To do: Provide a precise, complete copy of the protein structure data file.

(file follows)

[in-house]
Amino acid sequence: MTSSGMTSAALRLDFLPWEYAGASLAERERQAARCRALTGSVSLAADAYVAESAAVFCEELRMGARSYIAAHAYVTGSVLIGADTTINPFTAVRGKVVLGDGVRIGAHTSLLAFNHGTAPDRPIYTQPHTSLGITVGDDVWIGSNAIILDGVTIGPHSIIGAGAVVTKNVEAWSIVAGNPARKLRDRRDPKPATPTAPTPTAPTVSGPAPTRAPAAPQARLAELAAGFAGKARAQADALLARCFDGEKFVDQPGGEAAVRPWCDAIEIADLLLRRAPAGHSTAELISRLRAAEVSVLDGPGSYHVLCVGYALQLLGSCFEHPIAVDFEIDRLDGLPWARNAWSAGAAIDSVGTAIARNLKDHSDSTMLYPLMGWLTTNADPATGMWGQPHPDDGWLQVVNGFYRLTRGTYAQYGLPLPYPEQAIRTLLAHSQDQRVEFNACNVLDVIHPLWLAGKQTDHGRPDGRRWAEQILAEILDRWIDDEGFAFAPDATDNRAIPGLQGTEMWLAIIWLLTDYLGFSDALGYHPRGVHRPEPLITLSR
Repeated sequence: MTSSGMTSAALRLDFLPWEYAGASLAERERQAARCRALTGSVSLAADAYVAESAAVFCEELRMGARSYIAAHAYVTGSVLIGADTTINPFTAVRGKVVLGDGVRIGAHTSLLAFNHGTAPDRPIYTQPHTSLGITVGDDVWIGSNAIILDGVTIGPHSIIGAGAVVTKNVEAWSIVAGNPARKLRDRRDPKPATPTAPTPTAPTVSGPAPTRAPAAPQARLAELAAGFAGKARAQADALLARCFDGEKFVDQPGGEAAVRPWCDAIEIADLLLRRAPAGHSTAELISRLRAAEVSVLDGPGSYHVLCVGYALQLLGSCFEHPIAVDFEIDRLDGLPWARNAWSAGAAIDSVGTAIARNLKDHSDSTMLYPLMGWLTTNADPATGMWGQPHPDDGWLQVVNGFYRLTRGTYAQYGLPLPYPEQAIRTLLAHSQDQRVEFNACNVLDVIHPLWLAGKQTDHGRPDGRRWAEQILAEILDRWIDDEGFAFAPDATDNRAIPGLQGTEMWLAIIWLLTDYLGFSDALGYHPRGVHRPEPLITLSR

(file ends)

[in-house]
Amino acid sequence: MTSSGMTSAALRLDFLPWEYAGASLAERERQAARCRALTGSVSLAADAYVAESAAVFCEELRMGARSYIAAHAYVTGSVLIGADTTINPFTAVRGKVVLGDGVRIGAHTSLLAFNHGTAPDRPIYTQPHTSLGITVGDDVWIGSNAIILDGVTIGPHSIIGAGAVVTKNVEAWSIVAGNPARKLRDRRDPKPATPTAPTPTAPTVSGPAPTRAPAAPQARLAELAAGFAGKARAQADALLARCFDGEKFVDQPGGEAAVRPWCDAIEIADLLLRRAPAGHSTAELISRLRAAEVSVLDGPGSYHVLCVGYALQLLGSCFEHPIAVDFEIDRLDGLPWARNAWSAGAAIDSVGTAIARNLKDHSDSTMLYPLMGWLTTNADPATGMWGQPHPDDGWLQVVNGFYRLTRGTYAQYGLPLPYPEQAIRTLLAHSQDQRVEFNACNVLDVIHPLWLAGKQTDHGRPDGRRWAEQILAEILDRWIDDEGFAFAPDATDNRAIPGLQGTEMWLAIIWLLTDYLGFSDALGYHPRGVHRPEPLITLSR
Repeated sequence: MTSSGMTSAALRLDFLPWEYAGASLAERERQAARCRALTGSVSLAADAYVAESAAVFCEELRMGARSYIAAHAYVTGSVLIGADTTINPFTAVRGKVVLGDGVRIGAHTSLLAFNHGTAPDRPIYTQPHTSLGITVGDDVWIGSNAIILDGVTIGPHSIIGAGAVVTKNVEAWSIVAGNPARKLRDRRDPKPATPTAPTPTAPTVSGPAPTRAPAAPQARLAELAAGFAGKARAQADALLARCFDGEKFVDQPGGEAAVRPWCDAIEIADLLLRRAPAGHSTAELISRLRAAEVSVLDGPGSYHVLCVGYALQLLGSCFEHPIAVDFEIDRLDGLPWARNAWSAGAAIDSVGTAIARNLKDHSDSTMLYPLMGWLTTNADPATGMWGQPHPDDGWLQVVNGFYRLTRGTYAQYGLPLPYPEQAIRTLLAHSQDQRVEFNACNVLDVIHPLWLAGKQTDHGRPDGRRWAEQILAEILDRWIDDEGFAFAPDATDNRAIPGLQGTEMWLAIIWLLTDYLGFSDALGYHPRGVHRPEPLITLSR